- Where is Asuka and how to go there?
- Sample itinerary
- Book a hotel in Japan
Have you heard Asuka?
If you have been in Manhattan, NY, you may know Asuka Sushi restaurant.
So what is Asuka?
Asuka is a name of the region which was known as the birth place of Japanese imperialism.
The history of Asuka is much older than Kyoto and Nara.
That’s why there are a lot of mysterious ruins and tombs.
However, this area is not so famous for foreign tourists.
The best way for sightseeing in Asuka is rent a bicycle because this area is also famous for beautiful rice terrace and farmland.
You could enjoy both ruins and original Japanese landscape.
(I will recommend this place as you can enjoy both ruins and typical Japanese rural scape)
Where is Asuka and how to go there?
Asuka is about 20 kilometers south of Nara City.
From Kyoto, Nara or Osaka, you can have one day trip to Asuka.
You can go there by train.
This is our suggested itinerary for sightseeing Asuka by bicycle, first capital in Japan.
There are a lot of mysterious ruins and very old temples.
Have a wonderful time with enjoying pastoral landscapes!!
10:00 am : Asuka Station
Beside Asuka Station, there is a rental bicycle shop (Asuka Rent-a-Cycle).
Here, you could rent a bicycle for 900 yen per day (1,000 yen on weekends).
Cycling is the best way to explore Asuka.
Also, on the above website of this shop, you can download the English map.
After you rent a bicycle, explore beautiful ancient rural Asuka Village!!
10:15 am : Takamatsuzuka Tomb
To cycle on the gentle road with enjoying greenish side way, you’ll find a grassy mound.
The glass-covered hill is believed as the tomb for the ancient royal family.
You couldn’t enter the inside, but there is a museum hall beside the tomb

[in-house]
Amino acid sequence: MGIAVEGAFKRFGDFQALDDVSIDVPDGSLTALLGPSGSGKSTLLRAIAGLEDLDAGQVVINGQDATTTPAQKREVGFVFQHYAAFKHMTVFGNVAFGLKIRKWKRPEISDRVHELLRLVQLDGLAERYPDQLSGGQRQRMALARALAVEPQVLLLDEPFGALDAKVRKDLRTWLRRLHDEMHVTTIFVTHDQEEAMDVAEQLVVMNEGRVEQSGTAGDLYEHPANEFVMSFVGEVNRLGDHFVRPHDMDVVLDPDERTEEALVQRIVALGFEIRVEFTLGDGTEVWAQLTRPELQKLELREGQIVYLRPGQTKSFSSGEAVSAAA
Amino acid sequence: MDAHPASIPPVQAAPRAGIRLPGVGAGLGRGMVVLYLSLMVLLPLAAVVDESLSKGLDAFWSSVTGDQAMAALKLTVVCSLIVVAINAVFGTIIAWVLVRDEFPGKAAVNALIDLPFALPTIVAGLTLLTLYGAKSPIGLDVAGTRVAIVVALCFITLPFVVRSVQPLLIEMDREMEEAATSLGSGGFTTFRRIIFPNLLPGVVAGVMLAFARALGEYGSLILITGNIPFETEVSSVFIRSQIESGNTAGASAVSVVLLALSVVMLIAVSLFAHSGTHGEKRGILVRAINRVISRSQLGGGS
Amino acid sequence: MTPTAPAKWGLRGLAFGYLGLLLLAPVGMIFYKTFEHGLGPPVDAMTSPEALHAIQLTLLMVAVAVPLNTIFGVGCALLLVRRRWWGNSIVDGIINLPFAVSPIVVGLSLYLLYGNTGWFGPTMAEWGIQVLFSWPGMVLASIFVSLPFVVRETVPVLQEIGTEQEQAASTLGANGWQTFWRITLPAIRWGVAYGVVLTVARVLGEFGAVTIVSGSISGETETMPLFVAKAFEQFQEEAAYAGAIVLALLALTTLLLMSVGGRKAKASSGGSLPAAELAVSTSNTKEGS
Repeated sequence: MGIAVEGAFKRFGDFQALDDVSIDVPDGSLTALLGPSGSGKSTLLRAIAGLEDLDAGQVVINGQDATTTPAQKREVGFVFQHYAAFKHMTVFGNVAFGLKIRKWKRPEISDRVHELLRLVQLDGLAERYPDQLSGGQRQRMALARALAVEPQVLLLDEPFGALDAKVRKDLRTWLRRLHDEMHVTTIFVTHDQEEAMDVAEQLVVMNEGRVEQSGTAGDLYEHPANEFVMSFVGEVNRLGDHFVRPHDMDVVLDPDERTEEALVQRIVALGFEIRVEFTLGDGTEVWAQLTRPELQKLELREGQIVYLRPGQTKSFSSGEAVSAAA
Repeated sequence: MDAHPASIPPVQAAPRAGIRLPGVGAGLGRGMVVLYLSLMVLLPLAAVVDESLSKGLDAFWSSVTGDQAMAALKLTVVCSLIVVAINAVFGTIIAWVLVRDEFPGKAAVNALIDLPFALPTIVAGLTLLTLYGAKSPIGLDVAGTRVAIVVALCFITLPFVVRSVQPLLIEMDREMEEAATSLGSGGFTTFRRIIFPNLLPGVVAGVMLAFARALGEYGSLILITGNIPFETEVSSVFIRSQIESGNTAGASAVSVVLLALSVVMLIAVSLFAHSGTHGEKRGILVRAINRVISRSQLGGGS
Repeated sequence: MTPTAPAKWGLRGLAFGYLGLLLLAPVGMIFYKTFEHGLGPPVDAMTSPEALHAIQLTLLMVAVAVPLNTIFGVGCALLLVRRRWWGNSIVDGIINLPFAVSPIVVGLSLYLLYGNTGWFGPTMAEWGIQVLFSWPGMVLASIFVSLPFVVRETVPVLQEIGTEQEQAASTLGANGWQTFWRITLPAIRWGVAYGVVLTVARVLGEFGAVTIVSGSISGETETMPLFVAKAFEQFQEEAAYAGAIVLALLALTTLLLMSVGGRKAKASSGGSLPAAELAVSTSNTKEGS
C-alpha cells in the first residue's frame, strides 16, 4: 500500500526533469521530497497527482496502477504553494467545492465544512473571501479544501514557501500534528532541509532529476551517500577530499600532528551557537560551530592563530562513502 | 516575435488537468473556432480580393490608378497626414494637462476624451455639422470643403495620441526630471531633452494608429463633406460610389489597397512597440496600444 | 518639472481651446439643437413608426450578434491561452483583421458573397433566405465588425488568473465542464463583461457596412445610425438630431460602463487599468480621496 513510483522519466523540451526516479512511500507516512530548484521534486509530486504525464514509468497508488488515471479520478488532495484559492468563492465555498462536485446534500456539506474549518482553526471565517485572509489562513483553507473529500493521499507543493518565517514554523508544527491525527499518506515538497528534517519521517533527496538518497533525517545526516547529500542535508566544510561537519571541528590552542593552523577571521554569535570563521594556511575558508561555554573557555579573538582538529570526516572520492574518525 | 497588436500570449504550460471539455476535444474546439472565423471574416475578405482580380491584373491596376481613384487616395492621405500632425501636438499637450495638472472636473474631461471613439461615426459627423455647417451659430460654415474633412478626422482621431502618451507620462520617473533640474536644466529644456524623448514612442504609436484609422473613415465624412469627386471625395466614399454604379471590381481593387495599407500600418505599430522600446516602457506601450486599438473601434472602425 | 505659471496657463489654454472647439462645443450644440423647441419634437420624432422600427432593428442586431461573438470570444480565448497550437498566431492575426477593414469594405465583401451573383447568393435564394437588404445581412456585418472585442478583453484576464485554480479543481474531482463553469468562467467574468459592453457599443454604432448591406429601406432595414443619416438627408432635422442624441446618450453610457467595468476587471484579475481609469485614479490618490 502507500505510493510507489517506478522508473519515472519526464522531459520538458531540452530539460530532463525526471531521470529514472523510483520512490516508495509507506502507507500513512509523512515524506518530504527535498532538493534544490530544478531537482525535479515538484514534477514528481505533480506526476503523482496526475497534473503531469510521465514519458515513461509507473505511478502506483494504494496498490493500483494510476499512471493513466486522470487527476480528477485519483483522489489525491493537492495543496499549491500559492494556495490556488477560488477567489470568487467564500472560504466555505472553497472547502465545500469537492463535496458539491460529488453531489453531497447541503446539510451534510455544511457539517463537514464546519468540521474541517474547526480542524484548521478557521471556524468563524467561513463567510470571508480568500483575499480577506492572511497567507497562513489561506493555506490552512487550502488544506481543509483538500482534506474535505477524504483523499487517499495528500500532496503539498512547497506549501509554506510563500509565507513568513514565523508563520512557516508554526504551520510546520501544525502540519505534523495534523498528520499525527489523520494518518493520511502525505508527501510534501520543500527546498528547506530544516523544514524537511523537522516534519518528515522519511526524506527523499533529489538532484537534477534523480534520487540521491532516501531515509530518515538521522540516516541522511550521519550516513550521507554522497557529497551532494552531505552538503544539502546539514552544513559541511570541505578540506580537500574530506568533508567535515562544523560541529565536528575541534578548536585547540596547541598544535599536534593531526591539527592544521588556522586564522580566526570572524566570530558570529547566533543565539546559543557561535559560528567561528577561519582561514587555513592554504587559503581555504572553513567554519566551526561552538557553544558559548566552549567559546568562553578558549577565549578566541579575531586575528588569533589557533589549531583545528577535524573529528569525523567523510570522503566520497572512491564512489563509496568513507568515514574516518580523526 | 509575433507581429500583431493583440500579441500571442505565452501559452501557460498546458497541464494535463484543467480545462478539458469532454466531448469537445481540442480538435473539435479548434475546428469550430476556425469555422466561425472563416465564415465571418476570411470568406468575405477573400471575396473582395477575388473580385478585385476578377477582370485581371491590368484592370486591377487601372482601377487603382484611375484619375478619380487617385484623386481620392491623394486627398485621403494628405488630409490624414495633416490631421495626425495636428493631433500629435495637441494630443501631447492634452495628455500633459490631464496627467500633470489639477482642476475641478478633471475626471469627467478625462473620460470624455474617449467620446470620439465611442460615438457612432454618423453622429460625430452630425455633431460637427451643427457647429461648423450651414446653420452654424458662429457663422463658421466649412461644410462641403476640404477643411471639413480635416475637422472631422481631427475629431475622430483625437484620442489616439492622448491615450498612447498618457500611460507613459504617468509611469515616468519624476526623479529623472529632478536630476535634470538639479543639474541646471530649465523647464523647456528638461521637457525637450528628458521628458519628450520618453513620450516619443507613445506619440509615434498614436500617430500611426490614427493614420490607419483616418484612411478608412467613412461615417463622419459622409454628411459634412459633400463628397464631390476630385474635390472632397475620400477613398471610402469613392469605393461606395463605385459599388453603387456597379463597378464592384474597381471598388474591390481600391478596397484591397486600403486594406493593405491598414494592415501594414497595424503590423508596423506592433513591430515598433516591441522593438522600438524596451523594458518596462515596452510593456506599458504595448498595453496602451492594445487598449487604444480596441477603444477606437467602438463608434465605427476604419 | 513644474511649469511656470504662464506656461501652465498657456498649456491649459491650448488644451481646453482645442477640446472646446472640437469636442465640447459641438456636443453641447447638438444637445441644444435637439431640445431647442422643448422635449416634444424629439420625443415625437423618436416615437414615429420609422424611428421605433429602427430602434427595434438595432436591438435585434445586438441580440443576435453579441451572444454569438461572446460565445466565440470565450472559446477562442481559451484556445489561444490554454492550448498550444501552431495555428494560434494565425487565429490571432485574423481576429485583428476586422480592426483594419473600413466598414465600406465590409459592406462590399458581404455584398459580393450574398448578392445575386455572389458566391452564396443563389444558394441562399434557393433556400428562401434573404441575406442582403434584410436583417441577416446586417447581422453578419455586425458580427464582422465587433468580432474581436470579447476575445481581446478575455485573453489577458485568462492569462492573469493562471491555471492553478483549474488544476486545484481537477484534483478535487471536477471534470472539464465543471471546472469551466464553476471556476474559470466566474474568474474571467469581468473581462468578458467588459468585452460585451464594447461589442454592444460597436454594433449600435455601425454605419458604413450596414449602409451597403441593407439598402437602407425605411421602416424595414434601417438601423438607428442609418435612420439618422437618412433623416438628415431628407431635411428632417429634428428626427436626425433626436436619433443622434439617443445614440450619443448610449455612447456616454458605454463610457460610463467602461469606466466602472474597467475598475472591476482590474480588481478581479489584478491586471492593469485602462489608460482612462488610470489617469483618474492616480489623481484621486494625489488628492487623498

and the museum shows the reproduction of the tomb with the ancient wall painting.
11:00 am : Ishibutai Tomb and Lunch
This ancient stone monuments is one of the most impressive place in Asuka.
Whom this tomb was for has still been a mystery,
but it’s mainly believed as a chieftain of the most powerful clan in Asuka period (from early 7th century).
The gross weight of this monument is app. 2,300 ton.
You can go inside of this ancient ruin.
<more info: https://www.visitnara.jp/venues/A00524/ >
Beside the Ishibutai Tomb, there is a good place to have a lunch (Asuka-no-Yume-ichi).
Here, you can try Kodai-mai (literately means ancient rice) which is the specialty food in Asuka.
Also, on the way between Takamatsuzuka and Ishibutai Tomb,
you will encounter a strange stone ruin which was named “Kameishi” literary means turtle stone.
12:45 pm : Inabuchi Rice Terrace
You might have seen the picture of rice terrace on some article or TV show at least once.
But you may not be sure where you could see that.
Asuka is right place for seeing the rice terrace.
You can reach Inabuchi Rice Terrace soon from Ishibutai Tomb by heading to south west.
< more info: https://www.visitnara.jp/venues/A00865/ >
1:30 pm : Oka-dera Temple
Since Oka-dera Temple locates on a small hill, you should park your bicycle and walk.
This is known as a first temple with divine to expel evil spirits.
Also, Oka-dera houses one of the three greatest Buddha Statue in Japan as well as Todai-ji.
In this temple, you can see the clay Buddha statue.
That is pretty rare because most of Buddha statues are made from wood or bronze.
In addition, you could enjoy autumn leaves in November or azalea in May there.
< more info; https://www.visitnara.jp/venues/A00523/ >
2:30 pm : Asuka-dera Temple
As you know, the birth place of Buddhism is India.
The introduction to Japan was occurred in mid 6th century.
Asuka-dera Temple is the first Buddhist Temple in Japan from late 6th century.
Since the original form was already gone, current style is from early 19th century.
However, this temple houses the oldest Buddha statue (Asuka Daibutsu) in Japan.
The looks is quite different from the one in Todai-ji Temple.
The interesting point is the face seems to be changed depending on where you look at it from.
< more info: https://www.visitnara.jp/venues/A00522/ >
3:30 pm : Amakashi-no-oka Hill
Amakashi-no-oka is a hill with 148m elevation, not so high.
From 6th to 7th century, this hill was familiarized by nobles to enjoy the landscape.
It is easy to reach the top by walking a gentle ascend.
On the top, there is an observation.
You could overlook the entire Asuka area with farmlands, mountains and rural houses.
< more info; https://www.visitnara.jp/venues/A00861/ >
Accommodation recommended around Asuka